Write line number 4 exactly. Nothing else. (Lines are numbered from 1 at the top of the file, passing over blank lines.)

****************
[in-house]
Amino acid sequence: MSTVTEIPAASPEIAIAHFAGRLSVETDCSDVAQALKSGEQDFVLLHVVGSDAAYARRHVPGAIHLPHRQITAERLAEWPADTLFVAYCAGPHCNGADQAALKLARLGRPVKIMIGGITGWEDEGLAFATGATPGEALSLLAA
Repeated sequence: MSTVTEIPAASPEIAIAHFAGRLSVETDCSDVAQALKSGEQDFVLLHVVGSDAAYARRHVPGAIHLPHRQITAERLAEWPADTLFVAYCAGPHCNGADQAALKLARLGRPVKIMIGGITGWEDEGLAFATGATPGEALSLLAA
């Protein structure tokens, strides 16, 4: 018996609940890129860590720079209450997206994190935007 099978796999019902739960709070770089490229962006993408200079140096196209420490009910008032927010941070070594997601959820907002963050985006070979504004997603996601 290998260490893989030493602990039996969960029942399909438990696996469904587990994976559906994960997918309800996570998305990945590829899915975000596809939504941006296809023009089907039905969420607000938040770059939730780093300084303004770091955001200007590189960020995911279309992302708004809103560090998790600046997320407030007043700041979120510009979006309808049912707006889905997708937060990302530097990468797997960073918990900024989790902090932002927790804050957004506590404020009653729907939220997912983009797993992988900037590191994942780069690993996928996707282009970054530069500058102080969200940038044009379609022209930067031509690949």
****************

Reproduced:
């Protein structure tokens, strides 16, 4: 018996609940890129860590720079209450997206994190935007 099978796999019902739960709070770089490229962006993408200079140096196209420490009910008032927010941070070594997601959820907002963050985006070979504004997603996601 290998260490893989030493602990039996969960029942399909438990696996469904587990994976559906994960997918309800996570998305990945590829899915975000596809939504941006296809023009089907039905969420607000938040770059939730780093300084303004770091955001200007590189960020995911279309992302708004809103560090998790600046997320407030007043700041979120510009979006309808049912707006889905997708937060990302530097990468797997960073918990900024989790902090932002927790804050957004506590404020009653729907939220997912983009797993992988900037590191994942780069690993996928996707282009970054530069500058102080969200940038044009379609022209930067031509690949």